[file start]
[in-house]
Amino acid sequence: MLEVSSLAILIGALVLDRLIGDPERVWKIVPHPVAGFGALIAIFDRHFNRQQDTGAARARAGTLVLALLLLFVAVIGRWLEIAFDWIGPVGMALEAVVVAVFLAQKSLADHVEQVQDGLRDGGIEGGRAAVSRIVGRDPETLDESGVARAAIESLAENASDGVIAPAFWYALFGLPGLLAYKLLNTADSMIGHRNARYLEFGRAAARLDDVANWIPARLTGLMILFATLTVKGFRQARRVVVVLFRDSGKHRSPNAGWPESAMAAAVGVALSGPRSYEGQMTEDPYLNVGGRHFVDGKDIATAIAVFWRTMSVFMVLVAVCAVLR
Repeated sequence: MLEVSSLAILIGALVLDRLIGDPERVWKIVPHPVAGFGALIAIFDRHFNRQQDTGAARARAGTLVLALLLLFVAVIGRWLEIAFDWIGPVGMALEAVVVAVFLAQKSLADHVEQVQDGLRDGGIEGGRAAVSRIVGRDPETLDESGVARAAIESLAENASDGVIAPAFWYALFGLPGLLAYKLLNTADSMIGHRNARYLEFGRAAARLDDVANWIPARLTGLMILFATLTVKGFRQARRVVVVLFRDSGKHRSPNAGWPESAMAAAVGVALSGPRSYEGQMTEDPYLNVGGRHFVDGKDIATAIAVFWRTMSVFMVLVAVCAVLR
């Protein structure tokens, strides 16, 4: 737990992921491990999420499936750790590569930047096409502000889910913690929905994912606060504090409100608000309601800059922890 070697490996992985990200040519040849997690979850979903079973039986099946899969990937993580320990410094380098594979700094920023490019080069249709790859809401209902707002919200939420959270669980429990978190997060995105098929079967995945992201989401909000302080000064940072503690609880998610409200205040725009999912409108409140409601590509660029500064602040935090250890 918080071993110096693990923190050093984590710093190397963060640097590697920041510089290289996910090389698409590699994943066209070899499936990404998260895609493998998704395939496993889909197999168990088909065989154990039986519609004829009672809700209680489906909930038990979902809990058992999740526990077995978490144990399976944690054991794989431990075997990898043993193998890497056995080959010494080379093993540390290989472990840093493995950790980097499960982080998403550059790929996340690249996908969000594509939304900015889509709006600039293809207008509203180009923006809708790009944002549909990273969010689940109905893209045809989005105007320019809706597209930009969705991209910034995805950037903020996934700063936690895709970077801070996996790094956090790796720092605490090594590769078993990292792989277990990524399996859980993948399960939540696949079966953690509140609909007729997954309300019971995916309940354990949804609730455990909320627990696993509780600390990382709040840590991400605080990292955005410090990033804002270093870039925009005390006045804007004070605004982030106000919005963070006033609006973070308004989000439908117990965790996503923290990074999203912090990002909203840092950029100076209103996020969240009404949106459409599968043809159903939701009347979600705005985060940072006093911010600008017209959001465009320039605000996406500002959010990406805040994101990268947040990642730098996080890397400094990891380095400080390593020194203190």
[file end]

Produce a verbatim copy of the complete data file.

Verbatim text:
[in-house]
Amino acid sequence: MLEVSSLAILIGALVLDRLIGDPERVWKIVPHPVAGFGALIAIFDRHFNRQQDTGAARARAGTLVLALLLLFVAVIGRWLEIAFDWIGPVGMALEAVVVAVFLAQKSLADHVEQVQDGLRDGGIEGGRAAVSRIVGRDPETLDESGVARAAIESLAENASDGVIAPAFWYALFGLPGLLAYKLLNTADSMIGHRNARYLEFGRAAARLDDVANWIPARLTGLMILFATLTVKGFRQARRVVVVLFRDSGKHRSPNAGWPESAMAAAVGVALSGPRSYEGQMTEDPYLNVGGRHFVDGKDIATAIAVFWRTMSVFMVLVAVCAVLR
Repeated sequence: MLEVSSLAILIGALVLDRLIGDPERVWKIVPHPVAGFGALIAIFDRHFNRQQDTGAARARAGTLVLALLLLFVAVIGRWLEIAFDWIGPVGMALEAVVVAVFLAQKSLADHVEQVQDGLRDGGIEGGRAAVSRIVGRDPETLDESGVARAAIESLAENASDGVIAPAFWYALFGLPGLLAYKLLNTADSMIGHRNARYLEFGRAAARLDDVANWIPARLTGLMILFATLTVKGFRQARRVVVVLFRDSGKHRSPNAGWPESAMAAAVGVALSGPRSYEGQMTEDPYLNVGGRHFVDGKDIATAIAVFWRTMSVFMVLVAVCAVLR
């Protein structure tokens, strides 16, 4: 737990992921491990999420499936750790590569930047096409502000889910913690929905994912606060504090409100608000309601800059922890 070697490996992985990200040519040849997690979850979903079973039986099946899969990937993580320990410094380098594979700094920023490019080069249709790859809401209902707002919200939420959270669980429990978190997060995105098929079967995945992201989401909000302080000064940072503690609880998610409200205040725009999912409108409140409601590509660029500064602040935090250890 918080071993110096693990923190050093984590710093190397963060640097590697920041510089290289996910090389698409590699994943066209070899499936990404998260895609493998998704395939496993889909197999168990088909065989154990039986519609004829009672809700209680489906909930038990979902809990058992999740526990077995978490144990399976944690054991794989431990075997990898043993193998890497056995080959010494080379093993540390290989472990840093493995950790980097499960982080998403550059790929996340690249996908969000594509939304900015889509709006600039293809207008509203180009923006809708790009944002549909990273969010689940109905893209045809989005105007320019809706597209930009969705991209910034995805950037903020996934700063936690895709970077801070996996790094956090790796720092605490090594590769078993990292792989277990990524399996859980993948399960939540696949079966953690509140609909007729997954309300019971995916309940354990949804609730455990909320627990696993509780600390990382709040840590991400605080990292955005410090990033804002270093870039925009005390006045804007004070605004982030106000919005963070006033609006973070308004989000439908117990965790996503923290990074999203912090990002909203840092950029100076209103996020969240009404949106459409599968043809159903939701009347979600705005985060940072006093911010600008017209959001465009320039605000996406500002959010990406805040994101990268947040990642730098996080890397400094990891380095400080390593020194203190």